32-bit ODBC in a 64-bit World

A client contacted me today because they were told by technology professionals that it was impossible to migrate and run a 32-bit version of propriety software on the 64-bit operating systems standard in the market today.  Obviously, it would be a good idea to move away from the antiquated Visual Basic 6 application they need to run and pay to redevelop the software...but...when something has worked so well we tend to keep using it until we just don't have a choice anymore.

Despite the errant advice given to my client they still can run this legacy software on the 64-bit systems.  You see, the problem preventing my clients 32-bit application from running had to do with ODBC connections.

Any programmer worth his salt will know what an ODBC connection does.  Non-techies, on the other hand, should think of ODBC connections as small bridges that connect the software you use to a variety of database technologies capable of storing data needed by the software (ie: Microsoft Access databases, SQL Server Database Servers, Oracle Database Servers, etc).

Even though ODBC connections are not utilized much these days they were highly utilized in the day Visual Basic 6 applications were being developed.  So, if my client's software is capable of running on a 64-bit system why did the other technology professional tell them it wouldn't?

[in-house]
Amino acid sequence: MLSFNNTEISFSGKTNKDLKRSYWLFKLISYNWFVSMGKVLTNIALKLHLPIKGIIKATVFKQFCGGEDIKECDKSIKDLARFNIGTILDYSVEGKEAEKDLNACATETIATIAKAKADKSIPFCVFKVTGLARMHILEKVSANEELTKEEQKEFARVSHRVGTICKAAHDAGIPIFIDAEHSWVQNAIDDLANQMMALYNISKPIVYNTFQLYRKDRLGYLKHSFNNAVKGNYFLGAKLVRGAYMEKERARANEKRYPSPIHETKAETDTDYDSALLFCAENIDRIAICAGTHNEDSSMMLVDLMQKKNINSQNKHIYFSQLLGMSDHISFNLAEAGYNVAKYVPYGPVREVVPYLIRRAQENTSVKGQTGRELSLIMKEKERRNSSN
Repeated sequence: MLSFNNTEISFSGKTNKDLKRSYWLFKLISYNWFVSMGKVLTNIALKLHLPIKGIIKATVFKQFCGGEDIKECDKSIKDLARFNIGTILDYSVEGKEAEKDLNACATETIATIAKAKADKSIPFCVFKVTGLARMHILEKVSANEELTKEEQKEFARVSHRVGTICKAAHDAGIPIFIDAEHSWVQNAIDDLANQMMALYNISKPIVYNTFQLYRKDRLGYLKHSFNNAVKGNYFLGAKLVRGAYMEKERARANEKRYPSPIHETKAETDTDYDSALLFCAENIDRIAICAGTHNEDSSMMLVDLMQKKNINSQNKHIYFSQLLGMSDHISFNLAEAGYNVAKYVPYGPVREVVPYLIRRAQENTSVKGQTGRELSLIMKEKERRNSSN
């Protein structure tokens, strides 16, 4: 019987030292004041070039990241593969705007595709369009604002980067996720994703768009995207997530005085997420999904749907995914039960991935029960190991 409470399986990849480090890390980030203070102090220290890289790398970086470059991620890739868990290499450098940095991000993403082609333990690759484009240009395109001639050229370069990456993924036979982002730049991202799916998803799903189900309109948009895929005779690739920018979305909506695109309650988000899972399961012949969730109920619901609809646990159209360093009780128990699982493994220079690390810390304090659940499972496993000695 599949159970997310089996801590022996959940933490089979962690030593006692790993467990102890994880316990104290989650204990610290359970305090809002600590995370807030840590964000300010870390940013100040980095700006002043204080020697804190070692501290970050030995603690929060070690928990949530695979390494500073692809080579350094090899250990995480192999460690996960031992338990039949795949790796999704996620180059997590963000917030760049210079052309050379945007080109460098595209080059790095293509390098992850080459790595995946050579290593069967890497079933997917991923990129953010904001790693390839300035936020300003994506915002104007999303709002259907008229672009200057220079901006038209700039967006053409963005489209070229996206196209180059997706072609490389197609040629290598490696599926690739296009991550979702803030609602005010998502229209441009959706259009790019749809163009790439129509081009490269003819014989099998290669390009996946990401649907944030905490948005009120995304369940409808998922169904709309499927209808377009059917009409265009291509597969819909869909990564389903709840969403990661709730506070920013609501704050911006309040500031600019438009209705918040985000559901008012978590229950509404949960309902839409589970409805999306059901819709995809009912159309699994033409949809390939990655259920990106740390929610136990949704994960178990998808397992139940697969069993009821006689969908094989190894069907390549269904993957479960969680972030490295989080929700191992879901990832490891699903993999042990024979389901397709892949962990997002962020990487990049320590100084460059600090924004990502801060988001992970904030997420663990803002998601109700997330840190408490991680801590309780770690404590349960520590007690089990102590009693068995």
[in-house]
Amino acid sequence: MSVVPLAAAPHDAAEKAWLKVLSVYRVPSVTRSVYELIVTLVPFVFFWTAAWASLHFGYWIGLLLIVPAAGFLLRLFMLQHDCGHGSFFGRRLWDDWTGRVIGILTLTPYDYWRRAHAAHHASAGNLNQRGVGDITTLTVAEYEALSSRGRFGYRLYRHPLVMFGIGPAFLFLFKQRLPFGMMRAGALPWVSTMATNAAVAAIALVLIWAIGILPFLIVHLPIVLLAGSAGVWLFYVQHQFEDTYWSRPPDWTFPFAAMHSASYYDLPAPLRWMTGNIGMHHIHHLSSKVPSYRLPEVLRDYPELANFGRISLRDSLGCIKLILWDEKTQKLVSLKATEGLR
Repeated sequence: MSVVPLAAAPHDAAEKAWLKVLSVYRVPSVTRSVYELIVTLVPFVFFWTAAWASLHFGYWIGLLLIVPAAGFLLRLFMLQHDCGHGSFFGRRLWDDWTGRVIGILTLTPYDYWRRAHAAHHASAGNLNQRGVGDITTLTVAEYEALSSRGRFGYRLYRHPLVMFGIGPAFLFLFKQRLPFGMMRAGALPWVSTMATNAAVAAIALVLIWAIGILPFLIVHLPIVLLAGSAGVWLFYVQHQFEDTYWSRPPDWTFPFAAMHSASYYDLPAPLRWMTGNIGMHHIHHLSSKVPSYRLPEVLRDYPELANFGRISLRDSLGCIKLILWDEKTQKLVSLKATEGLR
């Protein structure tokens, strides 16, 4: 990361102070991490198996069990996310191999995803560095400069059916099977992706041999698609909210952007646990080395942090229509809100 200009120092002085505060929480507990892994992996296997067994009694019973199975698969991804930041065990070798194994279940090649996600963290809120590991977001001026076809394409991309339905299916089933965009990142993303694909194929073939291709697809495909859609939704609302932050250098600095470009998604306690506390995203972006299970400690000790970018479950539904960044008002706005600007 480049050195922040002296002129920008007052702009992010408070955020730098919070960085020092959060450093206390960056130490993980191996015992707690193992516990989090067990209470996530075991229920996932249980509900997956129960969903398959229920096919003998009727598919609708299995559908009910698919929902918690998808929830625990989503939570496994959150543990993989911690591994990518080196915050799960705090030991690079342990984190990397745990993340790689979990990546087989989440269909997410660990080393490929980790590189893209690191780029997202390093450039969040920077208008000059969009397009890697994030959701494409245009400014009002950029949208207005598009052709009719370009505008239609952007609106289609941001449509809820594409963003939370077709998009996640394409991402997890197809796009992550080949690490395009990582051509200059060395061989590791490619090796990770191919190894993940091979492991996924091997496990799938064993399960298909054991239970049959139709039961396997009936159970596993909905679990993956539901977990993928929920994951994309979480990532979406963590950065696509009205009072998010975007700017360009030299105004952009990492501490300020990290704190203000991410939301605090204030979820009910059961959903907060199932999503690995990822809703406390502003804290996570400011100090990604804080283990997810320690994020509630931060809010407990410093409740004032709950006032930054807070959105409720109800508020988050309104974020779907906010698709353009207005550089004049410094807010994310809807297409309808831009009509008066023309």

Control Panel Screen Shot

Windows 8.1 Administrative Tools Control Panel showing the 32-bit and 64-bit ODBC Data Source applications.

The origin of the 3rd party's bad advice stemmed from one simple misunderstanding.  64-bit operating systems offer 2 different applications for managing ODBC connections.  A 32-bit application needs to have its ODBC connections created using the 32-bit version of the ODBC Data Source application and 64-bit applications need to create ODBC connections using the 64-bit version of the ODBC Data Source application (See Image).

The client in question was relieved to hear that by properly configuring ODBC connections for this application they could safely migrate to 64-bit hardware systems without the cost of redeveloping the application or fighting to find 32-bit versions of Windows when 64-bit is not the industry standard.

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